SME’s, Stress and Scrutiny of costs

SME’s, Stress and Scrutiny of costs

SME's, Stress and Scrutiny of Costs

At RFI we’re always keen to keep our finger on the pulse of SME sentiment. If we know how SME’s feel, then we can better assess the opportunities banks to better serve them.


In April, we acquired DBM Atlas and with it, a wealth of information on the business sector under which SME’s sit. This has enabled us to develop a business sentiment index, which – because of the large sample size – can be broken down into segments.

Business Sentiment

The Atlas Business Sentiment Index is measured monthly and in simple terms, shows the extent to which businesses are feeling optimistic or pessimistic about the economy and their prospects. A positive index result, means there are more optimists than pessimists, while a negative index result means the pessimists are in the majority.


When I look at the results over the last 3 years, a couple of things jump out at me. Firstly, at no point in 2023 have the optimists been in the majority. And secondly, at no point in the last 3 years have businesses been particularly optimistic – the highest index result was +0.048 in May 2021, which is likely to have been driven by relief that there was some light at the end of the Covid tunnel, rather than by any overt optimism.

Source: RFI Global – DBM’s Atlas Business Sentiment Index

Its tough at the bottom

It’s a stressful job running a business and that comes out very clearly in the sentiment index. However, when you look at data at a market-wide level, you obscure all manner of nuances, so it’s useful to break down the result by size of business – measured by number of FTE’s.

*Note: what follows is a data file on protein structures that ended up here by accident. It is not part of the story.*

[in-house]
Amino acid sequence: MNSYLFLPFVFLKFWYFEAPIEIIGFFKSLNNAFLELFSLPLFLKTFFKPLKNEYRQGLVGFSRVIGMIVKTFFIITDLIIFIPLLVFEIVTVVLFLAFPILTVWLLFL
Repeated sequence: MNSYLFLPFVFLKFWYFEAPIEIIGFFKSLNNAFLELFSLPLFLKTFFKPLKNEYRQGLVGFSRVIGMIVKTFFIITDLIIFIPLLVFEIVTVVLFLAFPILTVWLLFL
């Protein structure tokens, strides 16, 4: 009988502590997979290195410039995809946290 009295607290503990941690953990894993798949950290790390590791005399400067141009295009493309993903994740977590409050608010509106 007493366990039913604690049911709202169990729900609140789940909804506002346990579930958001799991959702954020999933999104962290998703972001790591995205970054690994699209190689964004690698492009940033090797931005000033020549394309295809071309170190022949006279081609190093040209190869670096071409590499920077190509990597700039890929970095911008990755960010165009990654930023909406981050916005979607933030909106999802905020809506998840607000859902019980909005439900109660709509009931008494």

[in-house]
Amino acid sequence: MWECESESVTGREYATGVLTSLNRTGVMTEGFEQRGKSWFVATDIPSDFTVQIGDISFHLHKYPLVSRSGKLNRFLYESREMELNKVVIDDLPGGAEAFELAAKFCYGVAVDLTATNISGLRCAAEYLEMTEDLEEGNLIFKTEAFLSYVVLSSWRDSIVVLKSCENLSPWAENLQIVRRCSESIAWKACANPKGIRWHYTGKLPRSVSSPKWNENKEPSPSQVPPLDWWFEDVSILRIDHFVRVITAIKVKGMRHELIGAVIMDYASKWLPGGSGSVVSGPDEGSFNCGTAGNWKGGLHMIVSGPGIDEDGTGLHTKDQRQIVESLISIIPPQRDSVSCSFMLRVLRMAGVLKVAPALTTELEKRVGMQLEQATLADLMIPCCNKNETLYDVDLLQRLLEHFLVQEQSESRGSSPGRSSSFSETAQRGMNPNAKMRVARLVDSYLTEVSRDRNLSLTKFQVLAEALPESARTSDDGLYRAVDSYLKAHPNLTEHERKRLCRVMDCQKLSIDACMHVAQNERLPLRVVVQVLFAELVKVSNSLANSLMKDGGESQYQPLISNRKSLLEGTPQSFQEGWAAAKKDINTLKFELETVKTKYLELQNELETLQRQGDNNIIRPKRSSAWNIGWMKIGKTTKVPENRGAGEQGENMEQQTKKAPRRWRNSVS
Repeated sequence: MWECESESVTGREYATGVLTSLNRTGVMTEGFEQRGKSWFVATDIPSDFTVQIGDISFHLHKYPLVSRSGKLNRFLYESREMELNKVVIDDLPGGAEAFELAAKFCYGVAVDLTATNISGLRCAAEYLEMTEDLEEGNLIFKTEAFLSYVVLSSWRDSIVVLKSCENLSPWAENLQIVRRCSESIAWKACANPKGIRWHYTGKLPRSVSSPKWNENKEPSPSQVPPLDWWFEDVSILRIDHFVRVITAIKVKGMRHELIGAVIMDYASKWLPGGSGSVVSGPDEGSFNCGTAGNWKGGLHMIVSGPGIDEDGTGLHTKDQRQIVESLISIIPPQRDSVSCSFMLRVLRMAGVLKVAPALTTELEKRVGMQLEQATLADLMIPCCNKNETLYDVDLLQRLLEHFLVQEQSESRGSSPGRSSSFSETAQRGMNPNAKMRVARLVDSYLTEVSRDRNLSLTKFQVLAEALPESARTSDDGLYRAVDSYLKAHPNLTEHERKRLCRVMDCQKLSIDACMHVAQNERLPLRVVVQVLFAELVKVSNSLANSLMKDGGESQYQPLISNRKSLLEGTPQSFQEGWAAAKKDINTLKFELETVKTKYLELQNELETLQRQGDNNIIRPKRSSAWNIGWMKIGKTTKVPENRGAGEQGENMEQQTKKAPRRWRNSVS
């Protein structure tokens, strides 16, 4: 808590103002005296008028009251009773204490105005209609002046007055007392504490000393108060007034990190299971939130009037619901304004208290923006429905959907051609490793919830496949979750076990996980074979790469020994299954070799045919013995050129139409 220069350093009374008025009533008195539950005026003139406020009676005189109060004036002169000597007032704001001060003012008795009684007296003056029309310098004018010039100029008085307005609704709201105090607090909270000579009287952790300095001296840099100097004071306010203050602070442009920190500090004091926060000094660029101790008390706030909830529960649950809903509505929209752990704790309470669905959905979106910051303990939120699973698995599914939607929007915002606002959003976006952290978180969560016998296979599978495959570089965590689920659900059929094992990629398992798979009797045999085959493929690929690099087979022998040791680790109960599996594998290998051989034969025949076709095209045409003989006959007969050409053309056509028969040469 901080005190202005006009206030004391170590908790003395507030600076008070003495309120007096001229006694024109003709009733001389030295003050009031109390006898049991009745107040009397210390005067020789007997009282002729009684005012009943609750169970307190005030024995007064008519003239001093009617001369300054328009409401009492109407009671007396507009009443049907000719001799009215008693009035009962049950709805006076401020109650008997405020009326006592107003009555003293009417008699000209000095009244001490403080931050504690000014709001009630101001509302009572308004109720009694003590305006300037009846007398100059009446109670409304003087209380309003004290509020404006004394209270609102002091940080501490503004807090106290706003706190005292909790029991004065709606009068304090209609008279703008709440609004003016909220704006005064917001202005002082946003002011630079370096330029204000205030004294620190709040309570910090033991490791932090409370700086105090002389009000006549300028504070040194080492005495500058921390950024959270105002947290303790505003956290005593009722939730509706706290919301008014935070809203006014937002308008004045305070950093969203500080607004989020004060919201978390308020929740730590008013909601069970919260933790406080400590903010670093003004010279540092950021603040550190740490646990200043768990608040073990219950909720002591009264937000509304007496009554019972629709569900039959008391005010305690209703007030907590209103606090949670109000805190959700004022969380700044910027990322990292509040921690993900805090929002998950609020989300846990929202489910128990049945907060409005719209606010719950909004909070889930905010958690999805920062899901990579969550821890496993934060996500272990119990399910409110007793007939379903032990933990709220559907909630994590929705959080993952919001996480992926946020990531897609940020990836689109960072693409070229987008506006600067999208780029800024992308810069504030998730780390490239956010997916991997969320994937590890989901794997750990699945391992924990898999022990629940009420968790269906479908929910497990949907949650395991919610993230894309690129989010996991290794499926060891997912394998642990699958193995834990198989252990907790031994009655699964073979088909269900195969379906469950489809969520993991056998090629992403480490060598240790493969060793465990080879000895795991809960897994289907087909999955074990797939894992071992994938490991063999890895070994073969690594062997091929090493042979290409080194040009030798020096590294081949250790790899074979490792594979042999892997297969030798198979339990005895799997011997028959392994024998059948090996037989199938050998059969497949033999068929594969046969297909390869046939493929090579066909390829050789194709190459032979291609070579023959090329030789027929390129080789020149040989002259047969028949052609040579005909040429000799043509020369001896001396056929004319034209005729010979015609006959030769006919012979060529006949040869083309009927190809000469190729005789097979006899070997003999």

This is quite revealing and it shows that the most pessimistic of the business segments is the smallest – those employing fewer than 5 people. In fact, for these small businesses, there have only been 3 months in the last 36, where the index has tipped into positive territory. It’s an especially stressful job running a small business.  


What makes this even more important is that these smallest businesses make up the vast majority of the business population – according to the ABS’ data, 88% of the 2.59 million businesses in Australia have 4 or fewer employees.

Source: RFI Global – DBM’s Atlas Business Sentiment Index

So what are these small businesses worried about? Is it their supply chain or their competition? RFI’s Australian SME Banking Council (ASBC) quarterly survey has the answer. It will come as no surprise that they cashflow is the global issue most likely to be concerning them, followed by the economy and then the everyday of running their businesses.

Source: RFI Global’s Australian SME Banking Council Survey

As businesses get larger, concerns over cashflow subside, while the stresses of managing resources in the form of staff get larger.

A focus on costs

So what does this mean? These small businesses are up against it from a cost perspective more so than any other business segment. And, if we take into account the current inflation and cost of living pressures, these small businesses are also up against it more so than at any other time in living memory.


This will impact on their decisions. We should expect them to be more price-focused and to scrutinise the cost of the products and services they use.